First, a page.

Q&A: James Beck on Why Halliburton Bodes Well for Drug and Device Defendants
In a recent post in his Drug and Device Law blog, James Beck alerted readers to pay close attention to the U.S. Supreme Court's decision to grant cert in Halliburton v. Erica P. John Fund. As the Litigation Daily reported, Halliburton has asked the court to eliminate the fraud-on-the-market presumption that gives securities fraud plaintiffs a shortcut to showing classwide reliance. If the court wipes away the presumption, it would be a major blow to securities class actions.
Beck, who is counsel at Reed Smith, pointed out in his blog that the Halliburton case could help defendants in litigation beyond the securities arena, including drug and device cases. In particular, it could help counter a recent ruling by the U.S. Court of Appeals for the First Circuit in which the court allowed aggregate proof of reliance for the purpose of deciding class certification. The case, Harden v. Pfizer, was brought by employers, unions and other third-party payors who argued that Pfizer's marketing caused doctors to write Neurontin prescriptions for off-label uses by their members.
We talked to Beck (who is no relation to this reporter) about why product liability lawyers should be watching Halliburton. Our conversation was edited for clarity and length.
Litigation Daily: Explain how the Supreme Court's review of the Halliburton case could affect drug and medical device cases.
James Beck: I see claims alleging aggregate reliance made regularly in drug and device cases, although few succeed. Plaintiffs often raise fraud and consumer fraud claims in the prescription drug arena. Every one of those claims has a reliance element to it. It requires proof that something the defendant did or said caused the plaintiff to do something that injured the plaintiff. Reliance is a very individualized issue that precludes such cases proceeding as class actions.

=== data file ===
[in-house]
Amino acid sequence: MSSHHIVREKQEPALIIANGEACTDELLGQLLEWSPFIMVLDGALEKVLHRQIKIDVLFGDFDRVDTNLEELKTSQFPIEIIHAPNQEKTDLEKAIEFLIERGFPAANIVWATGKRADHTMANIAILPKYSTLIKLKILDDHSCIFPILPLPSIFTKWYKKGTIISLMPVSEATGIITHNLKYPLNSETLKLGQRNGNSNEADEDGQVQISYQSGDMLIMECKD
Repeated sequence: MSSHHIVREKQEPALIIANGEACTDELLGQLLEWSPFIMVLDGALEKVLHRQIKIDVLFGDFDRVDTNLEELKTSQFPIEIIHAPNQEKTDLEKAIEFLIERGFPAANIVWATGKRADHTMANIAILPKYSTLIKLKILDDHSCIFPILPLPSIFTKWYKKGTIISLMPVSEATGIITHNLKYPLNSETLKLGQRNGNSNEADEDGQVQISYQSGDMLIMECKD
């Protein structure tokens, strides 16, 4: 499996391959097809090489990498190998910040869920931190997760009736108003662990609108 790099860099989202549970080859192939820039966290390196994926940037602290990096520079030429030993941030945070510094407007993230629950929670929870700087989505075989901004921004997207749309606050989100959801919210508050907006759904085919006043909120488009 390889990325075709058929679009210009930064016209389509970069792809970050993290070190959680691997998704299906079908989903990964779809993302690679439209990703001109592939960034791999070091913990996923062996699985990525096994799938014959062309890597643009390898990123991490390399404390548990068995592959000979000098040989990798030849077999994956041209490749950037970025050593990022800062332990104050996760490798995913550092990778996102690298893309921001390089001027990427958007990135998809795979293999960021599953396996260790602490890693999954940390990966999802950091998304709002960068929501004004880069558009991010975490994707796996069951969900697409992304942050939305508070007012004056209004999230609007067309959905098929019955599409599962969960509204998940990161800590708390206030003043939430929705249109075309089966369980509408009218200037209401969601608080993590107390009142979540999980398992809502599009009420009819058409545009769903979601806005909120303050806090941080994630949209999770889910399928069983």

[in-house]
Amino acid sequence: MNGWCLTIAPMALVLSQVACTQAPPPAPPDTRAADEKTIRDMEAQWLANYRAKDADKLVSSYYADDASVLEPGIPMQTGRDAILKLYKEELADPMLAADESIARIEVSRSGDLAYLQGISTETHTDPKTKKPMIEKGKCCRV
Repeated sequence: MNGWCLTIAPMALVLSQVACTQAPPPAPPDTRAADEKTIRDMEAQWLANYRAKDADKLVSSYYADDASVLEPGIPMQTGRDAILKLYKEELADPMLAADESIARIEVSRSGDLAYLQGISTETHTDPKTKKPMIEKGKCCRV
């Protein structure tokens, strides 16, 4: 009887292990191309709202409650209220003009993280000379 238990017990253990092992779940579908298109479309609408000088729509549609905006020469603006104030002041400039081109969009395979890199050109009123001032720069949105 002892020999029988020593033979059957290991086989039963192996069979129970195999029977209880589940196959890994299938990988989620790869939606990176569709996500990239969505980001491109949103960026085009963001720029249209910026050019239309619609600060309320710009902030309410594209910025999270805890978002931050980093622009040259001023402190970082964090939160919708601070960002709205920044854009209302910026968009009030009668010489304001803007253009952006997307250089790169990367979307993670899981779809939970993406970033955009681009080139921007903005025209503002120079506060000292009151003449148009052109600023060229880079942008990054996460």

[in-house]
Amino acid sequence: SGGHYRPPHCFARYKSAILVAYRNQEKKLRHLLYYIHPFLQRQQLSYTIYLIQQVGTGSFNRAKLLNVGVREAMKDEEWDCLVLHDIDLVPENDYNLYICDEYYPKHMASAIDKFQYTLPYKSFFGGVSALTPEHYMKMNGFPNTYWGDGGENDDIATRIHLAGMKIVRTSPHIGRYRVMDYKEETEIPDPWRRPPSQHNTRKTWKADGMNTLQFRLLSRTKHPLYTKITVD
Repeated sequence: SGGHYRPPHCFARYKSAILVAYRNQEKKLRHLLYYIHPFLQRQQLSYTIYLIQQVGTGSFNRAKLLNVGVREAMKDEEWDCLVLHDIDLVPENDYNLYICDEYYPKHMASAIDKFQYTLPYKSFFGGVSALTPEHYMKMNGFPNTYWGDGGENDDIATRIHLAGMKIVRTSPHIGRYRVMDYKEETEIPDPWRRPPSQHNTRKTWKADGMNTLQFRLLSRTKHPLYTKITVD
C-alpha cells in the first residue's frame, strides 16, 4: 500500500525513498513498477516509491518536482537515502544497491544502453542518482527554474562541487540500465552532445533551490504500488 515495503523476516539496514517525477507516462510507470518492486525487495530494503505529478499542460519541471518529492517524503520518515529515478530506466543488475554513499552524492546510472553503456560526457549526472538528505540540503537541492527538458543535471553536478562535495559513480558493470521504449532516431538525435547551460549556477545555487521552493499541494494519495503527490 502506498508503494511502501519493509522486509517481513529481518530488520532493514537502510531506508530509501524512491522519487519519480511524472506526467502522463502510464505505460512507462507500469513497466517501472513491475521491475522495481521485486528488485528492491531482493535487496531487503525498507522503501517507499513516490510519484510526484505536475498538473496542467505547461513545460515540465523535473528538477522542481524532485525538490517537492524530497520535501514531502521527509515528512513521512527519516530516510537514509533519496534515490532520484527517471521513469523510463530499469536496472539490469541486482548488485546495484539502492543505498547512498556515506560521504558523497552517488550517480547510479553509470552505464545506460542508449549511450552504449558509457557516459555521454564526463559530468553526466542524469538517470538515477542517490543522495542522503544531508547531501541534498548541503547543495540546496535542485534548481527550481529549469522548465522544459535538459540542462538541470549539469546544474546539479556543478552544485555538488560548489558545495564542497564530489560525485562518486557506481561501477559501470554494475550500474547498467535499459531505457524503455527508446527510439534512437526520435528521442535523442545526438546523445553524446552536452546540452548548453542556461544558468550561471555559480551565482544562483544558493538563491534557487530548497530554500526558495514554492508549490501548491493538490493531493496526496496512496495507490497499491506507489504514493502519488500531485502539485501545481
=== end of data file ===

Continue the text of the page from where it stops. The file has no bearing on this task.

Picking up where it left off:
I see the court's review of Halliburton as something of a win-win proposition on the defense side. If [Basic v. Levinson] is overturned, the ruling will have a lot of good language on why presumptions about mass reliance are invalid, and these could be applied beyond the securities arena. If Basic is affirmed, it will be limited to securities cases. The upside of the reversal of Basic is greater than the downside.
LD: You've criticized the First Circuit's ruling this year in Harden v. Pfizer for allowing aggregate proof of reliance. Explain what happened there.
JB: The First Circuit allowed a single plaintiff's causation expert to testify on the basis of statistical probability that a percentage of off-label Neurontin prescriptions were written as a result of something that Pfizer said. That's almost unprecedented. It is a very rare case where a court accepts aggregate proof of reliance. Dozens of cases have come out the other way on this point. A cert petition is pending in the Neurontin case. [Reed Smith represents Pfizer, but not in this matter.]
LD: What's the policy argument that reliance should be proved individually in drug and device cases?
JB: It goes back to fundamental tort law. Causation is an essential element of every tort claim. It's an essential element for a reason: You don't ordinarily hold a defendant liable to a plaintiff unless it caused the plaintiff's injury. Otherwise it's called a tax.
LD: Where are class actions more appropriate?
JB: Where the theory of liability has nothing to do with the provision of information. Civil rights cases, for example. Or where plaintiffs are seeking an injunction, like for cases involving prison conditions. But where you're talking about individualized damages, where liability turns on what one person told another, in my view that's not a proper class action.